While technology has been able to automate certain aspects of investor reporting, fund accounting and other back-office functions, CFOs continue to wait for a push-button solution to calculate distribution waterfalls, delegates heard at the 2014 PEI CFOs and COOs Forum in New York.
Waterfall calculations are governed by delicate language found in the partnership agreement that determines how money from realized investments will be divided between LPs and the fund manager.
“If you’ve worked on more than one fund, you know each fund waterfall process is defined totally different in the partnership agreement,” said EY principal Shawn Pride.
Factors such as clawback provisions, multi-layered tiers of carried interest rights and whether carry is paid on a whole fund or deal-by-deal basis all complicate the waterfall distribution process.
The challenge then is writing software code that could account for all the nuances within each partnership agreement’s waterfall model, delegates heard at the conference. “There are some software packages out there that can do it, but it has to be highly customized for each separate fund under management,” said Pride.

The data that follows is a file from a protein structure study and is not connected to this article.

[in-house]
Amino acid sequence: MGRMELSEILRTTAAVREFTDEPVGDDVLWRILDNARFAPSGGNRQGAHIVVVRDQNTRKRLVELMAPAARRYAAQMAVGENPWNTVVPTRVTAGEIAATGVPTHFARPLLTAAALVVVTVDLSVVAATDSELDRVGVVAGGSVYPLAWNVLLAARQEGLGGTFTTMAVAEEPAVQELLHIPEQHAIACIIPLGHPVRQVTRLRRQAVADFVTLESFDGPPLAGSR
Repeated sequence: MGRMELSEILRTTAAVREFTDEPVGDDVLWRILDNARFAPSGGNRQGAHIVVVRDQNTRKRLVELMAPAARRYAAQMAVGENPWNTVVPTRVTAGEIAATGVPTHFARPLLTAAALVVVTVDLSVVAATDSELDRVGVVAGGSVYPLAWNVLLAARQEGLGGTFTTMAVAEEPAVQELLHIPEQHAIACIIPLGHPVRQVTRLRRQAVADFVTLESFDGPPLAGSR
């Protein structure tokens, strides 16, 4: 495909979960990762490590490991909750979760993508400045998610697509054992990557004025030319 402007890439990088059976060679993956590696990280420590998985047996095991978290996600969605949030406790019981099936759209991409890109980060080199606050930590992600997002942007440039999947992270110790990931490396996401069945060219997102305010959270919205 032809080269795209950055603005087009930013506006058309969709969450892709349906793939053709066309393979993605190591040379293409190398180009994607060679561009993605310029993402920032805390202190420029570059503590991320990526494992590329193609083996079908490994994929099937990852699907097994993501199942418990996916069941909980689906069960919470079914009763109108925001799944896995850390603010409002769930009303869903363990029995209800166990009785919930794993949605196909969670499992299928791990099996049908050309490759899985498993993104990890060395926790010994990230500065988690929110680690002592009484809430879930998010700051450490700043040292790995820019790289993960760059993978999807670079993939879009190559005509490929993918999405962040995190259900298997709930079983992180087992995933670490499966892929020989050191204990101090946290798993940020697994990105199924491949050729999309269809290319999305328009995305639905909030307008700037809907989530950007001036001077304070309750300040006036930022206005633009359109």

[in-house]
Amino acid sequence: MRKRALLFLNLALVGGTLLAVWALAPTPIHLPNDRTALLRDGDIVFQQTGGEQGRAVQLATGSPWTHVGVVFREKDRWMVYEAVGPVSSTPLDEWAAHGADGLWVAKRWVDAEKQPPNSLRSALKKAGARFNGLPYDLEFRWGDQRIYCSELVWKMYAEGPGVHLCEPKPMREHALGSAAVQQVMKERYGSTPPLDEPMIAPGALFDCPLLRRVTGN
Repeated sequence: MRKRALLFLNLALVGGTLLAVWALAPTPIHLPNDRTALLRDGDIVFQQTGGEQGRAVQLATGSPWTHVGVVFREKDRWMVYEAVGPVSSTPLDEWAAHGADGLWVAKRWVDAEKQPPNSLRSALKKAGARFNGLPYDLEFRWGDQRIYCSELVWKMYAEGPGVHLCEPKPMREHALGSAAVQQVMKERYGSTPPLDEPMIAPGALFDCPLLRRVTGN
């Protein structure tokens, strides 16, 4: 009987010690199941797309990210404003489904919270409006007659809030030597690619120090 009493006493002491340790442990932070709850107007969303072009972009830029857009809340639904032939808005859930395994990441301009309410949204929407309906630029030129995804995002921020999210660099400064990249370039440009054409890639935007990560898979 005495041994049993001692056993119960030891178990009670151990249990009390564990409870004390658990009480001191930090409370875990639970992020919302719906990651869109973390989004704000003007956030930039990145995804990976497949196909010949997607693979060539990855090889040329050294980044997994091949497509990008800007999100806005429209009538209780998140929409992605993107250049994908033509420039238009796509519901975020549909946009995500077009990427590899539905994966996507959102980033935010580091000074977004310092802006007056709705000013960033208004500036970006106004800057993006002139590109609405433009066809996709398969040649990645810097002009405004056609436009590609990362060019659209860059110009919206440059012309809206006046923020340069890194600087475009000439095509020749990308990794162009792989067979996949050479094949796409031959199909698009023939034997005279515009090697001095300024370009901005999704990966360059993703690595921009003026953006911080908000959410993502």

CFOs desire a software solution that will allow them to forecast carried interest payment streams by playing with a fund’s IRR – moving it up and down to see what kind of carry figures partners could expect under various scenarios.
“The deal team will ask me what IRR we need to hit for X amount of carry in 2014, and I’ll just have to rely on manual methods to figure it out,” said one CFO delegate at the conference.
Hearing those wants, service providers, including BNY Mellon, Koger and eFront, have created platforms that have been able to unravel some of the complexities in automating waterfall distributions.
“The problem of extracting the right data and performing a calculation has been answered but going forward finding the right balance between automation, auditability and flexibility is key,” said Eric Bernstein, head of North America operations for software service provider eFront. Moreover a risk in fully automating the waterfall distribution is creating a “blackbox” that may hide any calculation errors, said Pride. “Using Excel gives you a record of the waterfall. Calculations can be more easily traced back and shown to auditors or investors.”